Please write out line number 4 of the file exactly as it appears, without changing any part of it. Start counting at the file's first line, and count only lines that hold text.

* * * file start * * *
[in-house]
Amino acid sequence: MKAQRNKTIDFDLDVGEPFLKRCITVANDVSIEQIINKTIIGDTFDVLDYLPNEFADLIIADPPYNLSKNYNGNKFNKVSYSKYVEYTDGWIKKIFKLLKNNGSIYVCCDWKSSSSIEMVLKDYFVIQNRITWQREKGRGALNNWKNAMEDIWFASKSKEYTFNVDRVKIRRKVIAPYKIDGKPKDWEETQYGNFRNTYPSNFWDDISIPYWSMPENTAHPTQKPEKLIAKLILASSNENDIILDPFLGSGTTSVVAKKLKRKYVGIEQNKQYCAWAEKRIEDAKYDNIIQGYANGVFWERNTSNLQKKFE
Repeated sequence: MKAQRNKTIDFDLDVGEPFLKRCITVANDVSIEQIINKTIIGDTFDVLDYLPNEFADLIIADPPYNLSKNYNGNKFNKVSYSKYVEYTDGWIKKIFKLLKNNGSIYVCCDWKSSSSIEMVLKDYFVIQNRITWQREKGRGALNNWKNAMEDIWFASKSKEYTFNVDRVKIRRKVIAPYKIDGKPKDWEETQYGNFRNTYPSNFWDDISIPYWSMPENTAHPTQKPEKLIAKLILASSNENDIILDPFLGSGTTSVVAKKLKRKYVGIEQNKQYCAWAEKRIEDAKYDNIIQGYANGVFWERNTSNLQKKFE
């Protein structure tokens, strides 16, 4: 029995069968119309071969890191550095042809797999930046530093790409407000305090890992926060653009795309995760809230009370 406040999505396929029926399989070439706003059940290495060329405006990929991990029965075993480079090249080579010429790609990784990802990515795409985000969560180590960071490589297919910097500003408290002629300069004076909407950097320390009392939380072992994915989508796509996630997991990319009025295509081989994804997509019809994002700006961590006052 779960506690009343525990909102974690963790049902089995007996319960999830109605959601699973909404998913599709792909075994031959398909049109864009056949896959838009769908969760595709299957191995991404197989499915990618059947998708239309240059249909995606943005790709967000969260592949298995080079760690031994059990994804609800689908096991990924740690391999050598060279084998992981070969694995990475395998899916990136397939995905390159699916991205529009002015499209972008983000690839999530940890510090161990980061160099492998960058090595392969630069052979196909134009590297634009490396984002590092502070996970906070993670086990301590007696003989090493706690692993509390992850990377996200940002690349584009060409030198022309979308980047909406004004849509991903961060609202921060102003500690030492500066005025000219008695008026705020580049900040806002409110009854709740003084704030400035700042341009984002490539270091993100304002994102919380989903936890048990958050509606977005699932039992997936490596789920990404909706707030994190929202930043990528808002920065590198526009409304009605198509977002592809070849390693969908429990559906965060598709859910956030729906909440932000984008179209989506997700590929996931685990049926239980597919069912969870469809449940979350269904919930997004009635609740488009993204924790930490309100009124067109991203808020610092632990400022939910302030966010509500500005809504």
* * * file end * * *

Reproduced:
């Protein structure tokens, strides 16, 4: 029995069968119309071969890191550095042809797999930046530093790409407000305090890992926060653009795309995760809230009370 406040999505396929029926399989070439706003059940290495060329405006990929991990029965075993480079090249080579010429790609990784990802990515795409985000969560180590960071490589297919910097500003408290002629300069004076909407950097320390009392939380072992994915989508796509996630997991990319009025295509081989994804997509019809994002700006961590006052 779960506690009343525990909102974690963790049902089995007996319960999830109605959601699973909404998913599709792909075994031959398909049109864009056949896959838009769908969760595709299957191995991404197989499915990618059947998708239309240059249909995606943005790709967000969260592949298995080079760690031994059990994804609800689908096991990924740690391999050598060279084998992981070969694995990475395998899916990136397939995905390159699916991205529009002015499209972008983000690839999530940890510090161990980061160099492998960058090595392969630069052979196909134009590297634009490396984002590092502070996970906070993670086990301590007696003989090493706690692993509390992850990377996200940002690349584009060409030198022309979308980047909406004004849509991903961060609202921060102003500690030492500066005025000219008695008026705020580049900040806002409110009854709740003084704030400035700042341009984002490539270091993100304002994102919380989903936890048990958050509606977005699932039992997936490596789920990404909706707030994190929202930043990528808002920065590198526009409304009605198509977002592809070849390693969908429990559906965060598709859910956030729906909440932000984008179209989506997700590929996931685990049926239980597919069912969870469809449940979350269904919930997004009635609740488009993204924790930490309100009124067109991203808020610092632990400022939910302030966010509500500005809504």